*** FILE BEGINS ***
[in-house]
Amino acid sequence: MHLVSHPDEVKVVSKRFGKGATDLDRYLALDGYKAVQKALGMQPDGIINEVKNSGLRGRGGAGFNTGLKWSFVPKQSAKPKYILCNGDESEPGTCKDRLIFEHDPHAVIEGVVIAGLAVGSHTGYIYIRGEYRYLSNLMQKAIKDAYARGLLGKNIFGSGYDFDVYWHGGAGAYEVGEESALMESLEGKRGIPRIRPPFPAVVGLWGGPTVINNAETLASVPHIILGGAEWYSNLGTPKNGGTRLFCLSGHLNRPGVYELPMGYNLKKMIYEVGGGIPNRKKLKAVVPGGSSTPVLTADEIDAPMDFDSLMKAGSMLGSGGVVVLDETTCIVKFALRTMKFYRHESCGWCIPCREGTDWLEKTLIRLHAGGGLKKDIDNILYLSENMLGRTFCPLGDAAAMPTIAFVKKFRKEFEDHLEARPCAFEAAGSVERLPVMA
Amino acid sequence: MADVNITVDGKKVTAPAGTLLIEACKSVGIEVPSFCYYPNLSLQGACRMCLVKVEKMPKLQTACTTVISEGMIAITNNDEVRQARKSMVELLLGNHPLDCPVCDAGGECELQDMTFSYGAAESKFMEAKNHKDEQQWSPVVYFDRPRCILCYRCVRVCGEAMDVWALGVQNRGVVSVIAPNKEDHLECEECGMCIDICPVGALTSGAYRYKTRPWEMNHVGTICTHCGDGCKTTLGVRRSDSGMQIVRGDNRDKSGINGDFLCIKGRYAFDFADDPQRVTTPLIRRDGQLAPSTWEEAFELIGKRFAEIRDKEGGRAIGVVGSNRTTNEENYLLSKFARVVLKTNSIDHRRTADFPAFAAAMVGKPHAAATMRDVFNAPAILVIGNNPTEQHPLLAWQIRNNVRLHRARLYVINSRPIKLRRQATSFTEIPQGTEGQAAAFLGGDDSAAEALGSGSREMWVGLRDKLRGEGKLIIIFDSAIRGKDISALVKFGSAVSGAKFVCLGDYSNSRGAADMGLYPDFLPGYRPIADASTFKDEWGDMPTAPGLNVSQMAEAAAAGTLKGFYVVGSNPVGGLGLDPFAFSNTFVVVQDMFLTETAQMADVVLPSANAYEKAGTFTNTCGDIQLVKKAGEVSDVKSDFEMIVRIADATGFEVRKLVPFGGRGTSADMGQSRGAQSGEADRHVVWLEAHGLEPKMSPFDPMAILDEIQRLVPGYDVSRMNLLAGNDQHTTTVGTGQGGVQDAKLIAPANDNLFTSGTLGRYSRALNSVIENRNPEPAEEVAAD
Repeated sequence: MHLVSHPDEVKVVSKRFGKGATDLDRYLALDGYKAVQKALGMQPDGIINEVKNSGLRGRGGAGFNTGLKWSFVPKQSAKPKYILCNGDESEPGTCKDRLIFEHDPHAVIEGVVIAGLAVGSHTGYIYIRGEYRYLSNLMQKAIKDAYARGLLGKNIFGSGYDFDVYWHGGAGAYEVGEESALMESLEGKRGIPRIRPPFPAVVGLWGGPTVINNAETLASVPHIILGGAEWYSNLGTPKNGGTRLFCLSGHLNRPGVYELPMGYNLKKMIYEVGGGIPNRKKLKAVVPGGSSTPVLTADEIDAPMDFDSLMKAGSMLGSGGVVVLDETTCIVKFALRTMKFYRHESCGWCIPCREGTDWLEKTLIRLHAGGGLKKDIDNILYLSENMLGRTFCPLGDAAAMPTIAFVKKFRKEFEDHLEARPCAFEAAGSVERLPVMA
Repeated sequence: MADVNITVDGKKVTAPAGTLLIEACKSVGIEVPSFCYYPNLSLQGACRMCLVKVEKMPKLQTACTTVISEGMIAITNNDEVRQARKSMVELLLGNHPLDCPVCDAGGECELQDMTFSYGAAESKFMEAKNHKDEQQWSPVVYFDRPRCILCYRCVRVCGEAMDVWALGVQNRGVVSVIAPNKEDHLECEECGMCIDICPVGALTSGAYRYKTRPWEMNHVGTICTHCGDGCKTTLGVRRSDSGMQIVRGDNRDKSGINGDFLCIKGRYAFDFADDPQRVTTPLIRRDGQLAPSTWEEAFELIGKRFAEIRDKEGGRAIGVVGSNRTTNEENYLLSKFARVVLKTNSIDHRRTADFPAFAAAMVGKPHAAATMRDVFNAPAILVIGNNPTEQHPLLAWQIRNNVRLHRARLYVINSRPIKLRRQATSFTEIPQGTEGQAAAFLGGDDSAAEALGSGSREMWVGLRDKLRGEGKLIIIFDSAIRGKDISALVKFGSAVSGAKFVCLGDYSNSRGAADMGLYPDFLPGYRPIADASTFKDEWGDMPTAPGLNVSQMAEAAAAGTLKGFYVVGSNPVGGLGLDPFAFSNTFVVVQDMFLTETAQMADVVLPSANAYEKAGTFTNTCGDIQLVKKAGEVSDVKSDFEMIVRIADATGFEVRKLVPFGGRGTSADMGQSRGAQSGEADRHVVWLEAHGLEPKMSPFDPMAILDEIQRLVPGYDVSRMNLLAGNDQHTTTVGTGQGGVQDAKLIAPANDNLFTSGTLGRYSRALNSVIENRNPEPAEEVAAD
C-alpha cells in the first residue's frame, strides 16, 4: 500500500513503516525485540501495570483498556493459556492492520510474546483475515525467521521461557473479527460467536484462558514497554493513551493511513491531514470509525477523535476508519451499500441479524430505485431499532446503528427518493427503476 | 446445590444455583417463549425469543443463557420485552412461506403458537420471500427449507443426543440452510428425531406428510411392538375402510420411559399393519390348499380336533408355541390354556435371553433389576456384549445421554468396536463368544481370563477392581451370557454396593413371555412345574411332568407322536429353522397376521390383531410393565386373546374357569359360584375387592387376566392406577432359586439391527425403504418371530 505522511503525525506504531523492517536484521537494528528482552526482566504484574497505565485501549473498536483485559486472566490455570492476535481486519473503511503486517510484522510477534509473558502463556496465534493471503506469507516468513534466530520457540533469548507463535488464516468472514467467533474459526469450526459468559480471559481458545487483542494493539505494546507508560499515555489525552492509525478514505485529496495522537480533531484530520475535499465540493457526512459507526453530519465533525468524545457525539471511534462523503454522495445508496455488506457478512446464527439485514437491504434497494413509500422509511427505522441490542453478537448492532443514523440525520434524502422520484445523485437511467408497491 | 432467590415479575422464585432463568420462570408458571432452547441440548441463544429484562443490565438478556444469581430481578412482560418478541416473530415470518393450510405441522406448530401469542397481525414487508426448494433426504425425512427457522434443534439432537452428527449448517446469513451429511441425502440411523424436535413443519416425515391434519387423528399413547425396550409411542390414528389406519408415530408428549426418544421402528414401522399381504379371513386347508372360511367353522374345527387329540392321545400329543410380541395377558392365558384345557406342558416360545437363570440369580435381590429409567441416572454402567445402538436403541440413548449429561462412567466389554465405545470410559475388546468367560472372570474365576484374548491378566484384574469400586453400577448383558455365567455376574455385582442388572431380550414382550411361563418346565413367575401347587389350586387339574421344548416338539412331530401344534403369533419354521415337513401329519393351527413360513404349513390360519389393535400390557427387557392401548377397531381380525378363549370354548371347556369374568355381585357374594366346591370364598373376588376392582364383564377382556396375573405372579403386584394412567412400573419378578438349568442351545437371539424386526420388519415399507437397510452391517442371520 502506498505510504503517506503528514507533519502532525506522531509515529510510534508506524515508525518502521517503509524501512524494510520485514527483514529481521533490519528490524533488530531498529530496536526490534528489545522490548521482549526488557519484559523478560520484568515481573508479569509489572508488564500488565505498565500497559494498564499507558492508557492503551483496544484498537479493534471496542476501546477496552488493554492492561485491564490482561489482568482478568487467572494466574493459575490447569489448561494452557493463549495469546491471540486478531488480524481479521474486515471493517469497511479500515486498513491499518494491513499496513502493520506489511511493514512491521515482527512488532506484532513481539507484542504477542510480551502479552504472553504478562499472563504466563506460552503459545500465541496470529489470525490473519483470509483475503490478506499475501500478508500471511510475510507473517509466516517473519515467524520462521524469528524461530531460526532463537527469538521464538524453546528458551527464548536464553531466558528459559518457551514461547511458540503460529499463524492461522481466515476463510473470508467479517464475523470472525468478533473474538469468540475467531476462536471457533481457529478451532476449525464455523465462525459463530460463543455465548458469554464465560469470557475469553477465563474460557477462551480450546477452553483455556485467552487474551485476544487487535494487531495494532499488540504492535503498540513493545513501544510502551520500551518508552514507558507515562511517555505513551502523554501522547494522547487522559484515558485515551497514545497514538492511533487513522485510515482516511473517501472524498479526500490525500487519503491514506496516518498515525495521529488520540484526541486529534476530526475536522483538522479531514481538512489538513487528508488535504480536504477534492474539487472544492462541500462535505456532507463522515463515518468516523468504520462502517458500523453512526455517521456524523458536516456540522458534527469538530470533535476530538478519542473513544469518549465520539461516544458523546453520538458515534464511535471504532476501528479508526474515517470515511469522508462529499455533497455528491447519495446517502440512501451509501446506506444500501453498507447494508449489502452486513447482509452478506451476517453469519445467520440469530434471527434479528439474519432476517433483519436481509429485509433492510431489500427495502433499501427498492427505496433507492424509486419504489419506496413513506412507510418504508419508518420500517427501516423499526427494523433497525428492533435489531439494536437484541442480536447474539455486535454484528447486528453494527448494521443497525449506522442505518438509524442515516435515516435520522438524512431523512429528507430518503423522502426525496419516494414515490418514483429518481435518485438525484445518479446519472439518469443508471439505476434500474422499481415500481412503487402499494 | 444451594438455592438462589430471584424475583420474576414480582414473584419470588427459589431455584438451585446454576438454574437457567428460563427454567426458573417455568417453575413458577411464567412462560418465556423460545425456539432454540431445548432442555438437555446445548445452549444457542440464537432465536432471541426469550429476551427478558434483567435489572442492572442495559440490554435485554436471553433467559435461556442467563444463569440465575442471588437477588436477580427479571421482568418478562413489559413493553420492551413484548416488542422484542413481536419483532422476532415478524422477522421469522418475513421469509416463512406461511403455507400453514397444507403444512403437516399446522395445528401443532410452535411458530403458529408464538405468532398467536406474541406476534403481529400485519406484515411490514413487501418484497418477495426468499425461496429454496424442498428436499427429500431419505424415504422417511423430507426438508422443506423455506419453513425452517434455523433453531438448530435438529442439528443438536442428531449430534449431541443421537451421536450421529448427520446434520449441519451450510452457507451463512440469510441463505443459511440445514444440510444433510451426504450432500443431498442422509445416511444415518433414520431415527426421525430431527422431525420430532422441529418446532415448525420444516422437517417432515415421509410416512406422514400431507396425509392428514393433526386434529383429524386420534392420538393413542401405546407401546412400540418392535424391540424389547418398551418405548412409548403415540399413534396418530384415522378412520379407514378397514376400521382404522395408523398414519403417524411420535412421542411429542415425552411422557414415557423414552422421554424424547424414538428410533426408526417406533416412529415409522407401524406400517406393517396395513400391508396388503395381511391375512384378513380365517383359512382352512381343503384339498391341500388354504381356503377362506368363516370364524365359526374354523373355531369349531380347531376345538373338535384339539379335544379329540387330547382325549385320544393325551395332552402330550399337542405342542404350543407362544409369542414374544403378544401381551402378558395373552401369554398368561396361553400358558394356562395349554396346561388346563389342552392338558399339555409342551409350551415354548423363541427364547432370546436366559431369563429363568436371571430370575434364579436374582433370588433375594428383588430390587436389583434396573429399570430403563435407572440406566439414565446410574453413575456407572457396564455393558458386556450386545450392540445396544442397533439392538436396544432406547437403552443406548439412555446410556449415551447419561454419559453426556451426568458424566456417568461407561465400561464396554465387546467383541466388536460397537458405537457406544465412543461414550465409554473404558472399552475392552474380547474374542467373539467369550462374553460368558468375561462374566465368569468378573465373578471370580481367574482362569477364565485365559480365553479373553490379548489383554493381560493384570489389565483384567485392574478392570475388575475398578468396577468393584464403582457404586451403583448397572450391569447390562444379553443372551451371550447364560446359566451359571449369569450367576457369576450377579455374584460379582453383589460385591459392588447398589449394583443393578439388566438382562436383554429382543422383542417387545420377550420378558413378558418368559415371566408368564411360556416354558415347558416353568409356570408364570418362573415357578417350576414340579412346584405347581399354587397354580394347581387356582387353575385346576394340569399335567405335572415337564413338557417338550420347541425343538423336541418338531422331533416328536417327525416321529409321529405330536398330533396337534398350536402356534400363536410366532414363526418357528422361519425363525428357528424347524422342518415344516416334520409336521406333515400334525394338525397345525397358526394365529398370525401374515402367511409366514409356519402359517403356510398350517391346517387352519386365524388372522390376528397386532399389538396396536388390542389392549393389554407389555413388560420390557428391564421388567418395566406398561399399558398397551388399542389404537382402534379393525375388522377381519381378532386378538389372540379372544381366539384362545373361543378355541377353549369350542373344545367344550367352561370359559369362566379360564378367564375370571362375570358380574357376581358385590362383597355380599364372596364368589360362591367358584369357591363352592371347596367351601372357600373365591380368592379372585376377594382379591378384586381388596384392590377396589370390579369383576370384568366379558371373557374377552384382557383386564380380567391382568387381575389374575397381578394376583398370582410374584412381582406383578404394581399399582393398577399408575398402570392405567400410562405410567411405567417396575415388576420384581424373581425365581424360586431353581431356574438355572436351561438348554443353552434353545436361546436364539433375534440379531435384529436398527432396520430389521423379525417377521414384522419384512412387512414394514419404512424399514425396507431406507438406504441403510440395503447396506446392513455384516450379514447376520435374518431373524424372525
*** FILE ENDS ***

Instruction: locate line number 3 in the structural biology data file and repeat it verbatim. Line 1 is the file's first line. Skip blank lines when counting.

Amino acid sequence: MADVNITVDGKKVTAPAGTLLIEACKSVGIEVPSFCYYPNLSLQGACRMCLVKVEKMPKLQTACTTVISEGMIAITNNDEVRQARKSMVELLLGNHPLDCPVCDAGGECELQDMTFSYGAAESKFMEAKNHKDEQQWSPVVYFDRPRCILCYRCVRVCGEAMDVWALGVQNRGVVSVIAPNKEDHLECEECGMCIDICPVGALTSGAYRYKTRPWEMNHVGTICTHCGDGCKTTLGVRRSDSGMQIVRGDNRDKSGINGDFLCIKGRYAFDFADDPQRVTTPLIRRDGQLAPSTWEEAFELIGKRFAEIRDKEGGRAIGVVGSNRTTNEENYLLSKFARVVLKTNSIDHRRTADFPAFAAAMVGKPHAAATMRDVFNAPAILVIGNNPTEQHPLLAWQIRNNVRLHRARLYVINSRPIKLRRQATSFTEIPQGTEGQAAAFLGGDDSAAEALGSGSREMWVGLRDKLRGEGKLIIIFDSAIRGKDISALVKFGSAVSGAKFVCLGDYSNSRGAADMGLYPDFLPGYRPIADASTFKDEWGDMPTAPGLNVSQMAEAAAAGTLKGFYVVGSNPVGGLGLDPFAFSNTFVVVQDMFLTETAQMADVVLPSANAYEKAGTFTNTCGDIQLVKKAGEVSDVKSDFEMIVRIADATGFEVRKLVPFGGRGTSADMGQSRGAQSGEADRHVVWLEAHGLEPKMSPFDPMAILDEIQRLVPGYDVSRMNLLAGNDQHTTTVGTGQGGVQDAKLIAPANDNLFTSGTLGRYSRALNSVIENRNPEPAEEVAAD